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Thick-film dielectric electroluminescent technology

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Title: Thick-film dielectric electroluminescent technology  
Author: World Heritage Encyclopedia
Language: English
Subject: Next generation of display technology, Holographic display, Telescopic pixel display, Time-multiplexed optical shutter, Quantum dot display
Collection: Display Technology, Emerging Technologies, Lighting, Luminescence
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Thick-film dielectric electroluminescent technology

Thick-film dielectric electroluminescent (TDEL) technology is a

  • iFire's TDEL technology page
  • C-Net news article about the technology
  • Globe and Mail article about iFire and the technology.

External links

  1. ^ http://www.westaim.com/Theme/Westaim/files/2006%20MDA%20-%20FINAL4%20-%20Feb%2015%2007%20with%20change%20from%20Board.pdf Westaim Corporation message from the board, February 8, 2007 retrieved 2011 May 11

References

  • Unavailable and production stalled

Cons

  • Fast video response time and long life.
  • The display's simple solid state architecture, insensitivity to operating temperature extremes.
  • Scalability and low-cost manufacturing.

Pros

iFire ceased research in 2007 and all physical and intellectual property assets were sold in 2009.

Following pilot manufacturing, iFire expected to begin commercial volume production with capacity in the range of 250,000 units per year. Initial planning work for a volume facility is underway and iFire is reviewing its commercialization strategy with potential manufacturing partners.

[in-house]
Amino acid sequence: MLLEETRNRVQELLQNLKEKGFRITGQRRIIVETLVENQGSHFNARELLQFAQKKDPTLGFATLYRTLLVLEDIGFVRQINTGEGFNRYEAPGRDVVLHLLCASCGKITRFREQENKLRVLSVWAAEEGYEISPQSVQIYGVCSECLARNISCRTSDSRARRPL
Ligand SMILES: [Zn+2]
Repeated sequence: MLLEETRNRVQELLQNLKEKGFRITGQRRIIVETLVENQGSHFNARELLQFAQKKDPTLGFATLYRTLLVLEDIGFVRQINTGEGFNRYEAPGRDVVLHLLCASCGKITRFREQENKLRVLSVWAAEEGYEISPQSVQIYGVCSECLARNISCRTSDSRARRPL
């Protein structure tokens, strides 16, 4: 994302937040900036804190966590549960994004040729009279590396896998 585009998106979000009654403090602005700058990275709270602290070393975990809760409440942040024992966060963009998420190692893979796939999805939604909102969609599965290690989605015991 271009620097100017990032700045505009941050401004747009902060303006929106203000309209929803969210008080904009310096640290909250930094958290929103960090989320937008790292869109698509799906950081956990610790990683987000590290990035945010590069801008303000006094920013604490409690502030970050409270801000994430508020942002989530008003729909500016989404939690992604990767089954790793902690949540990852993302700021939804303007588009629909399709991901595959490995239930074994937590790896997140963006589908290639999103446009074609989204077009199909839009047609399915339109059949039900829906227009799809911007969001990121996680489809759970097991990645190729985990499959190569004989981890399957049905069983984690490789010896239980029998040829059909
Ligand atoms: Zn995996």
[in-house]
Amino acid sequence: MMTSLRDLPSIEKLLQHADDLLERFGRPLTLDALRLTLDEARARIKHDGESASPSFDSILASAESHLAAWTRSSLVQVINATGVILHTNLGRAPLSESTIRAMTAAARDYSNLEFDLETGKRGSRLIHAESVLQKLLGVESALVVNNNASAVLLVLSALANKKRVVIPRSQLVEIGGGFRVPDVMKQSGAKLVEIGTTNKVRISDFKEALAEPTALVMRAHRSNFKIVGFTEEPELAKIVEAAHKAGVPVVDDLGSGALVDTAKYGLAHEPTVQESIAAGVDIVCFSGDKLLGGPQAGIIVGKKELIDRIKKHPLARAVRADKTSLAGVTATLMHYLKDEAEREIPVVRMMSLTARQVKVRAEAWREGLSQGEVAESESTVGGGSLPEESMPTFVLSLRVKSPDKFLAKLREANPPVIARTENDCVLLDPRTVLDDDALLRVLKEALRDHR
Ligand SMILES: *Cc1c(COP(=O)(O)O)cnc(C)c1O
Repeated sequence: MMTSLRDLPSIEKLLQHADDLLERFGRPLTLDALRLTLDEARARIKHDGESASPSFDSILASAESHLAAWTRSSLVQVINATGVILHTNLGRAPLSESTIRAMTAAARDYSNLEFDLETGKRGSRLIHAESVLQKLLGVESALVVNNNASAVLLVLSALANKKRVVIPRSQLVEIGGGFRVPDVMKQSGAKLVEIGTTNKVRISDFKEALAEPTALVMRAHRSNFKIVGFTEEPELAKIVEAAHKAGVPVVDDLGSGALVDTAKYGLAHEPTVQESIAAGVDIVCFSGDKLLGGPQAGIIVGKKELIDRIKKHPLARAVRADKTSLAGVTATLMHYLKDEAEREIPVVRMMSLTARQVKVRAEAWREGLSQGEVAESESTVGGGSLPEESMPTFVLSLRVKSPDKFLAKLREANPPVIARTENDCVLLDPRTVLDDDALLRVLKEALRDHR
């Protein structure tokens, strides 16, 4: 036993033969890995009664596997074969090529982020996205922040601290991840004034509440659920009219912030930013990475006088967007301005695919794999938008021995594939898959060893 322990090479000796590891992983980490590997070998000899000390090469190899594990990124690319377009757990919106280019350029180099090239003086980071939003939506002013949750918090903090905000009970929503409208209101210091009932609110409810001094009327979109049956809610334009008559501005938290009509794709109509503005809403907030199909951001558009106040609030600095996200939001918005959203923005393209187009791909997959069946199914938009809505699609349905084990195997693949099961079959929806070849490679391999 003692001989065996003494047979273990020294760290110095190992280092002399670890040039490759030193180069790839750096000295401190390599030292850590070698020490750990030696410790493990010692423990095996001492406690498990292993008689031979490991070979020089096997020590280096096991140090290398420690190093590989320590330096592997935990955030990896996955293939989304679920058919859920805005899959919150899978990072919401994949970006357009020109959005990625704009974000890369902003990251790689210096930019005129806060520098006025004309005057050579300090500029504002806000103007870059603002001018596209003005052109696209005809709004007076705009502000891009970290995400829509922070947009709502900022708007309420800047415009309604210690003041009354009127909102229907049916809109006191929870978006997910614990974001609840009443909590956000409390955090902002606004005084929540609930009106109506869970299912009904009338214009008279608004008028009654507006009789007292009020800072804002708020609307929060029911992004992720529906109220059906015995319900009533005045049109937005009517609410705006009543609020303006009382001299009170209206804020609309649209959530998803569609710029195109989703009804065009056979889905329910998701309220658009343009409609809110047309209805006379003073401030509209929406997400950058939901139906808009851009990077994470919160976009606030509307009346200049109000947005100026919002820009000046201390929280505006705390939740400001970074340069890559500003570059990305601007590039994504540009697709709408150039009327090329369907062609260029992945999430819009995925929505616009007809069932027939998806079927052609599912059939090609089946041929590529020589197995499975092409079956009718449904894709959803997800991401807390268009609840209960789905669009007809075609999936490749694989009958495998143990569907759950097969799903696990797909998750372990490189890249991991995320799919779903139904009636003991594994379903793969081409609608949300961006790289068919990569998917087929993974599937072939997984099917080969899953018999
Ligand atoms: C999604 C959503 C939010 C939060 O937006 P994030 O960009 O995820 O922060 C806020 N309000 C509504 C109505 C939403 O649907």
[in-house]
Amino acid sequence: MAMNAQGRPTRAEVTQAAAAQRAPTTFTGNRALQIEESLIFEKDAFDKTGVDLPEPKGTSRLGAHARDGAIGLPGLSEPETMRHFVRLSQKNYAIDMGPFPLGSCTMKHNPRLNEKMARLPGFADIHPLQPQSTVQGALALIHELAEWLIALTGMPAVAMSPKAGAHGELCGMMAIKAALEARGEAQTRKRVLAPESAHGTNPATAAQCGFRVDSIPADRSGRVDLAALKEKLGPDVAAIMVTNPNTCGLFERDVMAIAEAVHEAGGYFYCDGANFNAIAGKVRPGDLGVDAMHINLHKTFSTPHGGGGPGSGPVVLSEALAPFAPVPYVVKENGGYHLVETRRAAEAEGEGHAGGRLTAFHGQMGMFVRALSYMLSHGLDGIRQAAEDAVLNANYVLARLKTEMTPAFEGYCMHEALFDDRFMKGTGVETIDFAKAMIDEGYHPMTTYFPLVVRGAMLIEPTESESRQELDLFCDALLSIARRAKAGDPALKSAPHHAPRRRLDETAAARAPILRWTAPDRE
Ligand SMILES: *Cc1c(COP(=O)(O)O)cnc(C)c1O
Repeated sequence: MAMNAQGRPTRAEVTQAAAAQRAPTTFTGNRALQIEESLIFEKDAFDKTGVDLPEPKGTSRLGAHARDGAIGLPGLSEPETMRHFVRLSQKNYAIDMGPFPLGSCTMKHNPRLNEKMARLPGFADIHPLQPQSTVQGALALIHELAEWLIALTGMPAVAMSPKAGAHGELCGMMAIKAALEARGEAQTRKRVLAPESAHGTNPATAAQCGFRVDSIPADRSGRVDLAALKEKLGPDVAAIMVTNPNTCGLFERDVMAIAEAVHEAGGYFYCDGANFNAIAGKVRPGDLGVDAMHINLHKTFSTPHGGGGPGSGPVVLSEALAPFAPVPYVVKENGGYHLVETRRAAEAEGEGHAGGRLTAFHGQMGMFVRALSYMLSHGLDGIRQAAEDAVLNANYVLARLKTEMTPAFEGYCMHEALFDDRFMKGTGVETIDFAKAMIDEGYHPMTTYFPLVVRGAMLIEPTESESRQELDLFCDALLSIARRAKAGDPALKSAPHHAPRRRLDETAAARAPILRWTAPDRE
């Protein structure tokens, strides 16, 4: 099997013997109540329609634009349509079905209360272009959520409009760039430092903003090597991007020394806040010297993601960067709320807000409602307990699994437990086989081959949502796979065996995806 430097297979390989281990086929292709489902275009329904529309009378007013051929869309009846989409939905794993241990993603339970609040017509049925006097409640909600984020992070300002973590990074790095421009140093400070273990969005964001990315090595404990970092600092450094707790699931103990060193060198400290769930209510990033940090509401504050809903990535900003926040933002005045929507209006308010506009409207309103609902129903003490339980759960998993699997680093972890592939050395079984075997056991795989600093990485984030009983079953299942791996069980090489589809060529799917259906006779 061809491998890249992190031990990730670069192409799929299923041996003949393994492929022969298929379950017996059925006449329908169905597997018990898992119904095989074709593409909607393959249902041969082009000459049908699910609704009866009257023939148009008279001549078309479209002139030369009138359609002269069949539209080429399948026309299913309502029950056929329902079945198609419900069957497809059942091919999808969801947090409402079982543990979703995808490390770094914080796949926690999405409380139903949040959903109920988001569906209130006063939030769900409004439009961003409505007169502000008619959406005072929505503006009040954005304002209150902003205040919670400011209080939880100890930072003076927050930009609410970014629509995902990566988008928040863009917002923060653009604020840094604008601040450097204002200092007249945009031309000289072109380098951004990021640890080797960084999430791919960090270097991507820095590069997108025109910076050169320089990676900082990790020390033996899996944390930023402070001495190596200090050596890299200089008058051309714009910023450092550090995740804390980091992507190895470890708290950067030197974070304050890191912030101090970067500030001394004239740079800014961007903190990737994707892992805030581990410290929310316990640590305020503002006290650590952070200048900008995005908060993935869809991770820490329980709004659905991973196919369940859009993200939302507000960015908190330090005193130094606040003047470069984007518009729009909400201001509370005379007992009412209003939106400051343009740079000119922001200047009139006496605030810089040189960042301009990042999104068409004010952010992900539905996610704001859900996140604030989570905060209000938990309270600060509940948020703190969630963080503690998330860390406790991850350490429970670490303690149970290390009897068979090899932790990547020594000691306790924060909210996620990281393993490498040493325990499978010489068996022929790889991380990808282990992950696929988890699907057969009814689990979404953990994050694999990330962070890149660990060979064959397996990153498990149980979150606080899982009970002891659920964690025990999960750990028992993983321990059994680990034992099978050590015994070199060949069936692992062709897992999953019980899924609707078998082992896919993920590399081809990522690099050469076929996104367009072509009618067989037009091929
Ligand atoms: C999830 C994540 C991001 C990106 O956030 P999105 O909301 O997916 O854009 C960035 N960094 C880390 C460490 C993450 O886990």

iFire claims TDEL also has picture quality similar to CRT TVs. The displays are brighter, more efficient, more resistant to contamination during manufacturing, and more resistant to electrical breakdown than their thin-film counterpart (TFEL), but with less dark contrast and contrast in bright lighting. iFire has moved on from a 17-inch prototype to a 34-inch full-colour display.

Besides its durability, TDEL's claim to fame is its low cost of production. According to the makers, TDEL display would have half the capital and manufacturing costs of a similar LCD or PDP.

Characteristics and market place

Color By Blue is based on the physics of HDTV systems.

In 2003, iFire announced the development of a process, known as Color By Blue (CBB), which further simplified the already simple manufacturing process for TDEL. The simpler Color by Blue manufacturing process was made possible by performance improvements to iFire’s blue inorganic phosphor. The Color By Blue process achieves luminance and color superior to the previous triple pattern process, as well as increased contrast, better grayscale rendition and exceptional color uniformity across the panel.

Color By Blue

The TDEL structure is made on a glass or other inexpensive substrate consisting of a thick-film dielectric layer and a thin-film phosphor layer squished between two sets of electrodes to make a matrix of pixels. It seems complex, but basically it works when phosphors emit light in the presence of an electric field. And because TDEL uses solid-state phosphors instead of liquids (as with LCDs), gases (as with PDP) or vacuum (as with the CRT), it is probably the most sturdy new technology, less prone to shock and breakage during shipping.

Technology

Contents

  • Technology 1
    • Color By Blue 1.1
  • Characteristics and market place 2
    • Pros 2.1
    • Cons 2.2
  • References 3
  • External links 4

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